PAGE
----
Please refer to p. 17 of the Minority Rights Group attachment. In this report, it is estimated that at least 300 victims were massacred by each side in the battle between the Druze and the Phalangists. [ Lebanon: A Conflict of Minorities, p. 17.] Although the Druze were initially opposed to the Syrian presence in Lebanon, in 1989, the Druze have been aligned with Syrian troops.
The Druze militia has been one of the main allies of the Syrian Army during the "war of liberation" initiated by General Aoun of the Lebanese Army on 8 March 1989. The PSP continues to be closely linked to the Syrian Army, as evidenced by news reports covering the Lebanese conflict. For example, in an article in the Globe and Mail dated 24 October 1989, Walid Jumblatt is called "Syria's main Lebanese ally". [ "Army Units Put on Alert After Aoun Rejects Pact", The Globe and Mail, 24 October 1989.]
Specific information on PSP recruitment of Druze is not available to the IRBDC. Recruitment practices by militias are not legally sanctioned by the Constitution or the government, but in lieu of an identifiable National government with the authority to act or to provide protection to the civilian population, militias have become the effective law within their respective territories. In August 1988, Walid Jumblatt told followers that "the local administration his militia [had] set up in the Chouf mountains [would] continue to function regardless of whether a new president [was] chosen" to replace Amin Gemayel. [ Ihsan Hijazi, "New Flare-up in War Feared by Lebanese as Militias Get Arms", The New York Times, 5 September 1988.] His position regarding President Hrawi is not known, however, President Hrawi has congenial relations with Syria.
Each of the militias recruits within its sector sometimes this is forceful recruitment of personnel when there is a shortage of men, [ For example, see the article by Ihsan Hijazi, ("Christian-Israeli Rift in Lebanon Security Zone", The New York Times, 28 May 1989) which does not mention the recruitment practices of Druze militias, but discusses forceful recruitment by the South Lebanon Army. ] at others, the financial inducement of employment in a militia and the peer pressure to join are enough. (A few years ago, Druze militiamen allegedly made the equivalent of about $150 per month, but now, with the economic problems in Lebanon, it is likely no more than $50. People who join the militia in active recruitment campaigns during times of conflict may not be eligible for the "wage".) [Mr. Badri Hamadi, contacted through the auspices of the National Council on Canada-Arab Relations, 2 November 1989.] According to Mr. Badri Hamadi, there is extreme psychological and some direct pressure placed on young males to join local militias; in the current political climate of uncertainty and suspicion, this pressure is manifested by the attitude: "If you are not with us, you must be a traitor".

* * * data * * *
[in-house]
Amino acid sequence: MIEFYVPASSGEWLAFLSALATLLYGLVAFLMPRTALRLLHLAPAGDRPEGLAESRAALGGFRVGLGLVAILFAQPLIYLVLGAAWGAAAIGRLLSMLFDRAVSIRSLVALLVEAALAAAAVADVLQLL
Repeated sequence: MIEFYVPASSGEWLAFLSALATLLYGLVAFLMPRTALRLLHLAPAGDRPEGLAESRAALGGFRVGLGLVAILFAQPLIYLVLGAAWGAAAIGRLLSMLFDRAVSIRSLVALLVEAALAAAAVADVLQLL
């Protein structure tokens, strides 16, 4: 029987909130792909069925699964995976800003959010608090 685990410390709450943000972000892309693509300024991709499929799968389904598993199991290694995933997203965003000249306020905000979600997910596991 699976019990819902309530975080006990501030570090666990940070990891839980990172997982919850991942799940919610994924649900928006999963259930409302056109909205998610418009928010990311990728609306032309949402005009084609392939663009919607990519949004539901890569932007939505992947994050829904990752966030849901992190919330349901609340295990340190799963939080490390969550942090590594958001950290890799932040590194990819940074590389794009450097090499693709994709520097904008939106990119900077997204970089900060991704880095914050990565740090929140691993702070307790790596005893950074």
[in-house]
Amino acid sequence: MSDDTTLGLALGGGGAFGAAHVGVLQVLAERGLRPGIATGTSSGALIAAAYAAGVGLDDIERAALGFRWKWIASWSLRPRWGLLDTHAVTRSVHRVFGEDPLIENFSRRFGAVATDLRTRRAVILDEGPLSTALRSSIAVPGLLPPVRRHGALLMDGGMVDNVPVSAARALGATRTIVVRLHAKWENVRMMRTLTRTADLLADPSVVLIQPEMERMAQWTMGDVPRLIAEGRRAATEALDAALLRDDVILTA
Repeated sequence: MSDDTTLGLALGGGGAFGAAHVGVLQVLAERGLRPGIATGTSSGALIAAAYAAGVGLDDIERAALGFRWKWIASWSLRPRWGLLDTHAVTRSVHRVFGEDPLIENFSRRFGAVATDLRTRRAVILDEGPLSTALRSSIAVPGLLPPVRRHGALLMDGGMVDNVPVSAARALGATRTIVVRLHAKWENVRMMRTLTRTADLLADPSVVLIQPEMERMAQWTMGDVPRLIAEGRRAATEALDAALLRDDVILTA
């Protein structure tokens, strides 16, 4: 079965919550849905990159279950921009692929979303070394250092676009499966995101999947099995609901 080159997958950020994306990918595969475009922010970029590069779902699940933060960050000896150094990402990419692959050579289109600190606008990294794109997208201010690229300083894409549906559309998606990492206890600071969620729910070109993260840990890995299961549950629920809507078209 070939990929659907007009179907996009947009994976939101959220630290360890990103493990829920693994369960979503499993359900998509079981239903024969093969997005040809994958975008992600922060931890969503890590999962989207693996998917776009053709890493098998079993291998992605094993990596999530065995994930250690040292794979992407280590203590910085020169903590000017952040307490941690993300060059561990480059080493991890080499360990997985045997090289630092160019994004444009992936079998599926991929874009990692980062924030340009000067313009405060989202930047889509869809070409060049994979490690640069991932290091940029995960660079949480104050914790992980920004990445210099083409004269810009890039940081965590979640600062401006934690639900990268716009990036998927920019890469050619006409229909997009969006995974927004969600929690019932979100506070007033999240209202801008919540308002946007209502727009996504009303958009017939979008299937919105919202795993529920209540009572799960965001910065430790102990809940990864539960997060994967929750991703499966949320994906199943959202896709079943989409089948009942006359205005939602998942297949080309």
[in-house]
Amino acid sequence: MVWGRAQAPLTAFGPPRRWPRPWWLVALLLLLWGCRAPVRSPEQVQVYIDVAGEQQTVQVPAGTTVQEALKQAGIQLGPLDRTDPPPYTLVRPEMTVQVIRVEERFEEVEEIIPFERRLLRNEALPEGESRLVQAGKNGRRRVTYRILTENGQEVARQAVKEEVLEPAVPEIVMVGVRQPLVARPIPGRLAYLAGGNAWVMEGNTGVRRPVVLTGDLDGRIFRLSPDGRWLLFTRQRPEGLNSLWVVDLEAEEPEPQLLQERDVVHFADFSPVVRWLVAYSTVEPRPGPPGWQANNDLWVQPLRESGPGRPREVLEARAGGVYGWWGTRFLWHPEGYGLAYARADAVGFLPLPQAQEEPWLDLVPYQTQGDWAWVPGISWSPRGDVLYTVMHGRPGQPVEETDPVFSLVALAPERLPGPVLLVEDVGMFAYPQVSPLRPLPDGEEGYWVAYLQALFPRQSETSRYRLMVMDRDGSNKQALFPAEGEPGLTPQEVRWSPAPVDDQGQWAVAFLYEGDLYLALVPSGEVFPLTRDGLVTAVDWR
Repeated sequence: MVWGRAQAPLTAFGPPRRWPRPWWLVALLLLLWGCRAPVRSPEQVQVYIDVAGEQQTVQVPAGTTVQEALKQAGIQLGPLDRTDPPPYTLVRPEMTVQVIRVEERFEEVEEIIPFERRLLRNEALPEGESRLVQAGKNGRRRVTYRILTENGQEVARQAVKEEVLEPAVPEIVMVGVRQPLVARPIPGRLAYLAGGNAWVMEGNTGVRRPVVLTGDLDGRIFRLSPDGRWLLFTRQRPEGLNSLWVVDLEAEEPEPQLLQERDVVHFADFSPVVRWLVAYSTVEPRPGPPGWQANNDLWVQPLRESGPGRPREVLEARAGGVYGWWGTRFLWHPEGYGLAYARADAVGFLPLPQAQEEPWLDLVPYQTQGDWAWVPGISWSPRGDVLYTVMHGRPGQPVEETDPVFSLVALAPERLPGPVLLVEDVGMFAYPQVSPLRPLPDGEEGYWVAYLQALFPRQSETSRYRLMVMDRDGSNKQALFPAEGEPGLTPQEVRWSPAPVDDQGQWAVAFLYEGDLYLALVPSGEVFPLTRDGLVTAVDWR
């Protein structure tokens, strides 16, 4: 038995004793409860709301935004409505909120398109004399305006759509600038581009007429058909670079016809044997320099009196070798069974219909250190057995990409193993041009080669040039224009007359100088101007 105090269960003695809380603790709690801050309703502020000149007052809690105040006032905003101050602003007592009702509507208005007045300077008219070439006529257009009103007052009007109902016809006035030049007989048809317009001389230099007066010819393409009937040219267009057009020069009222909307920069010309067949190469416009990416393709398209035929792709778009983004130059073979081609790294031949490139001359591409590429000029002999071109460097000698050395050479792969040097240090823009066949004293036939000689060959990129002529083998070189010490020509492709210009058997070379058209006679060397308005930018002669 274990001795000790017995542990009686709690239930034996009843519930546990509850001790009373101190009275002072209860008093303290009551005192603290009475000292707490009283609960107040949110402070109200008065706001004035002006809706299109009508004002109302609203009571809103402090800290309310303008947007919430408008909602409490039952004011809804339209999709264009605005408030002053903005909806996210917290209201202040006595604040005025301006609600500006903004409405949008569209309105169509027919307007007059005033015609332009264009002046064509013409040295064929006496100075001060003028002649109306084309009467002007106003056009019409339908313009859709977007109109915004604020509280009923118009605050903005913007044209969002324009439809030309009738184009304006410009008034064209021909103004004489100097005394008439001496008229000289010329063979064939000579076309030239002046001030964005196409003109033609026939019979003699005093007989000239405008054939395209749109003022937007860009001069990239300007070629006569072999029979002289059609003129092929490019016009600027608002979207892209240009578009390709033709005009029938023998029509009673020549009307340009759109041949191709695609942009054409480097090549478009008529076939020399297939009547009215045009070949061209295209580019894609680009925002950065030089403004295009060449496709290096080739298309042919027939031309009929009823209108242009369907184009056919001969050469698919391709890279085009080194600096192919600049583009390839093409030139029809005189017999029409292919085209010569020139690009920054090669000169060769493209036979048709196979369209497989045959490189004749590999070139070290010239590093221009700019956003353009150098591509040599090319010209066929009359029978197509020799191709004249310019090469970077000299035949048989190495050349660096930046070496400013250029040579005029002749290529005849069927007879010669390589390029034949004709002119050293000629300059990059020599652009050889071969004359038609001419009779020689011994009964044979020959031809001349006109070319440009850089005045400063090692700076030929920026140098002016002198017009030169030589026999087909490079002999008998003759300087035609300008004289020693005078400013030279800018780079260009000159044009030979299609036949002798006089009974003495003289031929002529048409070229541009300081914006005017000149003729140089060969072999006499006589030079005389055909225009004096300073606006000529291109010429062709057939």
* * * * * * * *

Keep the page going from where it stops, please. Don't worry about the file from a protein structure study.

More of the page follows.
Although direct references to Druze recruitment practices were not found among the sources available to the IRBDC, an article referring to recruitment by the South Lebanon Army (SLA) is attached. [ Ihsan Hijazi, "Christian-Israeli Rift in Lebanon Security Zone", The New York Times, 28 May 1989.] The SLA rounds up Christian, Shi'ite and Druze males living in the Israeli `security zone' to recruit them for service in the SLA militia. It has also "deported inhabitants from mainly Sunni Muslim villages in the enclave for refusing to join the militia". [ Ibid.]
Please refer to the attached materials on the Druze and the political party of Walid Jumblatt, the Progressive Socialist Party. Information from other sources (Political Parties of the World, World Encyclopedia of Political Systems and Parties, etc.) has been supplied by the Toronto Regional Documentation Centre.
- William Smith, "Peace Keeping Gets Tough" Time, 19 September 1983.
- Ihsan Hijazi, "Christian-Israeli Rift in Lebanon `Security Zone'", The New York Times, 28 May 1989.
- Ihsan Hijazi, "Lebanese Muslims Warn of Final Battle", The New York Times, 29 August 1989.
- Ihsan Hijazi, "New Flare-up in War Feared by Lebanese as Militias Get Arms", The New York Times, 5 September 1988.
- Henry Degenhardt, ed., Revolutionary and Dissident Movements, London: Longman Group UK Ltd., 1988.
- Itamar Rabinovich, The War for Lebanon, 1970-1985, Ithaca: Cornell University Press, 1985;
- David C. Gordon, Lebanon: The Fragmented Nation, London: Croom Helm, 1980;
- Samir Khalaf, Lebanon's Predicament, New York: Columbia University Press, 1987;
- David McDowall, Lebanon: A Conflict of Minorities, London: Minority Rights Group, Report No. 61, 1986.